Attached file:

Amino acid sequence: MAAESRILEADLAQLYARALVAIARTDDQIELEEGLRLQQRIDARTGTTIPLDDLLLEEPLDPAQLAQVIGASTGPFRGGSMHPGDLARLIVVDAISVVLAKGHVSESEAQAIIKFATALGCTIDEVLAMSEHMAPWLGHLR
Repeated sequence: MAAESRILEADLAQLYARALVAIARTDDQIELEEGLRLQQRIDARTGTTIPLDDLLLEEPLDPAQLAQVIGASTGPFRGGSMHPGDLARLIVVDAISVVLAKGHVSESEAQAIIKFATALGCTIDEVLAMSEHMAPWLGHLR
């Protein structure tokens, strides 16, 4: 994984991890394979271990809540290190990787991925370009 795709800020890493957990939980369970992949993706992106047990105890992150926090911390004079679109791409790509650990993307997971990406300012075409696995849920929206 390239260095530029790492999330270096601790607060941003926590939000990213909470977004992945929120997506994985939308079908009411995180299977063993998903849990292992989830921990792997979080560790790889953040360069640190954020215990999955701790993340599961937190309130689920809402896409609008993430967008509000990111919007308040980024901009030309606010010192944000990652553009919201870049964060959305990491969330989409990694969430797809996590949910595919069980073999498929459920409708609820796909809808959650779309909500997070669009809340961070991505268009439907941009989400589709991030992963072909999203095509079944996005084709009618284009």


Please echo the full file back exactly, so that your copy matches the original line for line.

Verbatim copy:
Amino acid sequence: MAAESRILEADLAQLYARALVAIARTDDQIELEEGLRLQQRIDARTGTTIPLDDLLLEEPLDPAQLAQVIGASTGPFRGGSMHPGDLARLIVVDAISVVLAKGHVSESEAQAIIKFATALGCTIDEVLAMSEHMAPWLGHLR
Repeated sequence: MAAESRILEADLAQLYARALVAIARTDDQIELEEGLRLQQRIDARTGTTIPLDDLLLEEPLDPAQLAQVIGASTGPFRGGSMHPGDLARLIVVDAISVVLAKGHVSESEAQAIIKFATALGCTIDEVLAMSEHMAPWLGHLR
């Protein structure tokens, strides 16, 4: 994984991890394979271990809540290190990787991925370009 795709800020890493957990939980369970992949993706992106047990105890992150926090911390004079679109791409790509650990993307997971990406300012075409696995849920929206 390239260095530029790492999330270096601790607060941003926590939000990213909470977004992945929120997506994985939308079908009411995180299977063993998903849990292992989830921990792997979080560790790889953040360069640190954020215990999955701790993340599961937190309130689920809402896409609008993430967008509000990111919007308040980024901009030309606010010192944000990652553009919201870049964060959305990491969330989409990694969430797809996590949910595919069980073999498929459920409708609820796909809808959650779309909500997070669009809340961070991505268009439907941009989400589709991030992963072909999203095509079944996005084709009618284009």